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Classified documents reveal Facebook’s predatory ad campaigns targeted at children

This isn't the first time the social network has taken advantage of its users' vulnerabilities.


Phillip Tracy


Posted on May 1, 2017   Updated on May 24, 2021, 3:58 pm CDT

Facebook is known for using unsavory tactics to manipulate millions of users, but a new revelation is putting the social media giant under fire for targeting youths.

Confidential documents obtained by the Australian reveal how Facebook has been targeting vulnerable children with predatory advertising practices, and people are outraged.

The leaked files say the company is using algorithms to monitor posts, comments, and interactions to gather information on youths who “need a confidence boost,” and exploiting their emotional state with promoted advertising campaigns. The 23-page leak, dated this year, says Facebook looks at how users as young as 14 interact with the social network to determine if they feel “defeated,” “overwhelmed,” “stressed,” “anxious,” “nervous,” “stupid,” “silly,” “useless,” or a “failure.” Instead of finding ways to help these teenagers, Facebook gives advertisers what it calls a “sentiment analysis” to target those who are most vulnerable.


Facebook is also helping advertisers go after children who are concerned with “looking good and body confidence” or “working out and losing weight.” The report reveals the lengths Facebook goes to gain psychological insight into teenage emotion, “Monday-Thursday is about building confidence; the weekend is for broadcasting achievements.” Facebook Australia is also said to be using image-recognition tools on Facebook and Instagram to show advertisers how people represent different moments such as “meal times.”

The documents, which were written by two Australian Facebook executives, only provide data specific to Australia and New Zealand, where Facebook is said to be keeping its eyes on 6.4 million students and “young [people] in the workforce.”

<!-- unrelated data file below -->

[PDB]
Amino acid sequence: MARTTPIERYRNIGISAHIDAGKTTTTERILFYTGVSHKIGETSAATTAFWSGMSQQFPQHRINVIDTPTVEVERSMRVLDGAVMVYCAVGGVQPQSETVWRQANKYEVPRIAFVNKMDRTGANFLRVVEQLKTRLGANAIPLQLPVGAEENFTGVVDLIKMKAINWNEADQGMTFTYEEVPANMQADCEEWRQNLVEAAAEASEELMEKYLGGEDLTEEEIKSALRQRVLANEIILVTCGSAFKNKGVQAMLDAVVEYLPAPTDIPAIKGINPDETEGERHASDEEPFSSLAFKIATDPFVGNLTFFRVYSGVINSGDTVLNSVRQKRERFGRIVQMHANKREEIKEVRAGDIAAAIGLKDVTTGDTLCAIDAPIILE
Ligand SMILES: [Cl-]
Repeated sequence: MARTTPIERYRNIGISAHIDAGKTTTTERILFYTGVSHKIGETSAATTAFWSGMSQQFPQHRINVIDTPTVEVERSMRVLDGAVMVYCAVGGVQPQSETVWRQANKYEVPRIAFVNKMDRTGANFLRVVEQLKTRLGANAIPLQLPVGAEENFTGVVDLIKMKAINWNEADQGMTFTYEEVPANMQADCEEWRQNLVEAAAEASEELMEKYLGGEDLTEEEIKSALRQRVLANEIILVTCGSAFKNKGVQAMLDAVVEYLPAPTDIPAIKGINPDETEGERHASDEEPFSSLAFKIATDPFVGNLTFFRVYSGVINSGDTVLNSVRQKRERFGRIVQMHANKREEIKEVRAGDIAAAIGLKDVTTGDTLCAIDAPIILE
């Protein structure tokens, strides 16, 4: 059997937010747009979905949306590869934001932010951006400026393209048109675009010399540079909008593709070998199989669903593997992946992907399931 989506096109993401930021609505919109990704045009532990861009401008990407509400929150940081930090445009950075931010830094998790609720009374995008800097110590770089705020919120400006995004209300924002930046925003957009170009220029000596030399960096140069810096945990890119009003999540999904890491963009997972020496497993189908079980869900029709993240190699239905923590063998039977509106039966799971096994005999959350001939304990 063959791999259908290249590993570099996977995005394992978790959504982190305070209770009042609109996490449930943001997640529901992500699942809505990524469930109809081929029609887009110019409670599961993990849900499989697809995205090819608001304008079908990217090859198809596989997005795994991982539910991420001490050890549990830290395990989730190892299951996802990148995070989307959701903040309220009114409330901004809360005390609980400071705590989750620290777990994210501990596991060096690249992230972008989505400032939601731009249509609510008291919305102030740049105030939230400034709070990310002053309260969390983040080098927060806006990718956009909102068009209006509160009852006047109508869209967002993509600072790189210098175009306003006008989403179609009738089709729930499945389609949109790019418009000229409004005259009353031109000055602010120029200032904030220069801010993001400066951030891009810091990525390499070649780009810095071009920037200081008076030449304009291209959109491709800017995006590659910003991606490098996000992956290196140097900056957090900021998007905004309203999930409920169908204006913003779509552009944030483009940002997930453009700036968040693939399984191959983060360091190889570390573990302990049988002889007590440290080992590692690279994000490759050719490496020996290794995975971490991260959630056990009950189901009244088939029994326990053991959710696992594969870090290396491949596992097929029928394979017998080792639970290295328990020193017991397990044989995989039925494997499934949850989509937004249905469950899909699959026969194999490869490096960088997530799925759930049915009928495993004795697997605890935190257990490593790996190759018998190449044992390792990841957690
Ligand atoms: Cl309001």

Facebook Australia admitted to the abhorrent practices, telling the Australian, “The data on which this research is based was aggregated and presented consistent with applicable privacy and legal protections, including the removal of any personally identifiable information.”

A spokesperson also provided a lengthy apology with details on what happens next, “We have opened an investigation to understand the process failure and improve our oversight. We will undertake disciplinary and other processes as appropriate,” but would not specify if these practices were being used at other international locations.

If the document is accurate, the social media giant could be in violation of the Australian Code for Advertising and Marketing Communications, which applies to children 14 and younger.

This isn’t the first time the social network has gone under the spotlight for tapping into the emotions of its nearly 2 billion monthly active users. In 2012, Facebook conducted an experiment on 750,000 of its members to determine if tampering with their news feeds would affect their emotional state. The project left users feeling manipulated, some claiming they felt like they were being used as “lab rats.”

The Daily Dot reached out to Facebook and will update this article if we hear back.

Update 12:52pm CT, May 1: In response to a request for comment, Facebook directed the Daily Dot to a previous statement on the matter. You can read it below in full.

On May 1, 2017, The Australian posted a story regarding research done by Facebook and subsequently shared with an advertiser. The premise of the article is misleading. Facebook does not offer tools to target people based on their emotional state.

The analysis done by an Australian researcher was intended to help marketers understand how people express themselves on Facebook. It was never used to target ads and was based on data that was anonymous and aggregated.

Facebook has an established process to review the research we perform. This research did not follow that process, and we are reviewing the details to correct the oversight.

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*First Published: May 1, 2017, 11:43 am CDT